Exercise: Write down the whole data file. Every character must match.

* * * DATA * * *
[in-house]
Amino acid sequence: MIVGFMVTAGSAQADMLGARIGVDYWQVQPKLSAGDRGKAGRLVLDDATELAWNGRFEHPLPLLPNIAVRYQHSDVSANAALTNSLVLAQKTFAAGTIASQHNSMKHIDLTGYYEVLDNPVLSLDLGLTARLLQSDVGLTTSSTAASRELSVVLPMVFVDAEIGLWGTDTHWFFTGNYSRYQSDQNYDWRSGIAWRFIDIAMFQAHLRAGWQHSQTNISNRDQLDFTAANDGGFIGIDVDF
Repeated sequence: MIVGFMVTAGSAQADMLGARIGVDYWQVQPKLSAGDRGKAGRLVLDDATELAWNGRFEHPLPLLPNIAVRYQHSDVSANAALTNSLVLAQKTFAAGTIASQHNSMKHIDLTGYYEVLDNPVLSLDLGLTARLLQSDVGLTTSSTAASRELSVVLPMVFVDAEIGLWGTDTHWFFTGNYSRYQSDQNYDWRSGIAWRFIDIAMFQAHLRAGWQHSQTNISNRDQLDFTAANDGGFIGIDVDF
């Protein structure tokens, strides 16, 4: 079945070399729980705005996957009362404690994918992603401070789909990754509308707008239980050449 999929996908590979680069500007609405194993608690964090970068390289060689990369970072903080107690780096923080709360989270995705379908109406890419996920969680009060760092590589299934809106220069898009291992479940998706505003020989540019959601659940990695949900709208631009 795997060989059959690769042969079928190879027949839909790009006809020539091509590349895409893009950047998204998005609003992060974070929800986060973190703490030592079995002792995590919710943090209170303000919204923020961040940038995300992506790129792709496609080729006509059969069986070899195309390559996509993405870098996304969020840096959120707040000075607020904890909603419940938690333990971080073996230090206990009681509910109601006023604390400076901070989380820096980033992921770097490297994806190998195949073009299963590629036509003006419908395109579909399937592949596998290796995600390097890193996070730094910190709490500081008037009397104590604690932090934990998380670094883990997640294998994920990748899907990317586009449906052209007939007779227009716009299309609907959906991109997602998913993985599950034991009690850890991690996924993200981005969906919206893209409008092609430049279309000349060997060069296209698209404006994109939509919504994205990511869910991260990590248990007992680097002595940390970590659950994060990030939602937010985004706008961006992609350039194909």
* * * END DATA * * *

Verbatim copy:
[in-house]
Amino acid sequence: MIVGFMVTAGSAQADMLGARIGVDYWQVQPKLSAGDRGKAGRLVLDDATELAWNGRFEHPLPLLPNIAVRYQHSDVSANAALTNSLVLAQKTFAAGTIASQHNSMKHIDLTGYYEVLDNPVLSLDLGLTARLLQSDVGLTTSSTAASRELSVVLPMVFVDAEIGLWGTDTHWFFTGNYSRYQSDQNYDWRSGIAWRFIDIAMFQAHLRAGWQHSQTNISNRDQLDFTAANDGGFIGIDVDF
Repeated sequence: MIVGFMVTAGSAQADMLGARIGVDYWQVQPKLSAGDRGKAGRLVLDDATELAWNGRFEHPLPLLPNIAVRYQHSDVSANAALTNSLVLAQKTFAAGTIASQHNSMKHIDLTGYYEVLDNPVLSLDLGLTARLLQSDVGLTTSSTAASRELSVVLPMVFVDAEIGLWGTDTHWFFTGNYSRYQSDQNYDWRSGIAWRFIDIAMFQAHLRAGWQHSQTNISNRDQLDFTAANDGGFIGIDVDF
């Protein structure tokens, strides 16, 4: 079945070399729980705005996957009362404690994918992603401070789909990754509308707008239980050449 999929996908590979680069500007609405194993608690964090970068390289060689990369970072903080107690780096923080709360989270995705379908109406890419996920969680009060760092590589299934809106220069898009291992479940998706505003020989540019959601659940990695949900709208631009 795997060989059959690769042969079928190879027949839909790009006809020539091509590349895409893009950047998204998005609003992060974070929800986060973190703490030592079995002792995590919710943090209170303000919204923020961040940038995300992506790129792709496609080729006509059969069986070899195309390559996509993405870098996304969020840096959120707040000075607020904890909603419940938690333990971080073996230090206990009681509910109601006023604390400076901070989380820096980033992921770097490297994806190998195949073009299963590629036509003006419908395109579909399937592949596998290796995600390097890193996070730094910190709490500081008037009397104590604690932090934990998380670094883990997640294998994920990748899907990317586009449906052209007939007779227009716009299309609907959906991109997602998913993985599950034991009690850890991690996924993200981005969906919206893209409008092609430049279309000349060997060069296209698209404006994109939509919504994205990511869910991260990590248990007992680097002595940390970590659950994060990030939602937010985004706008961006992609350039194909």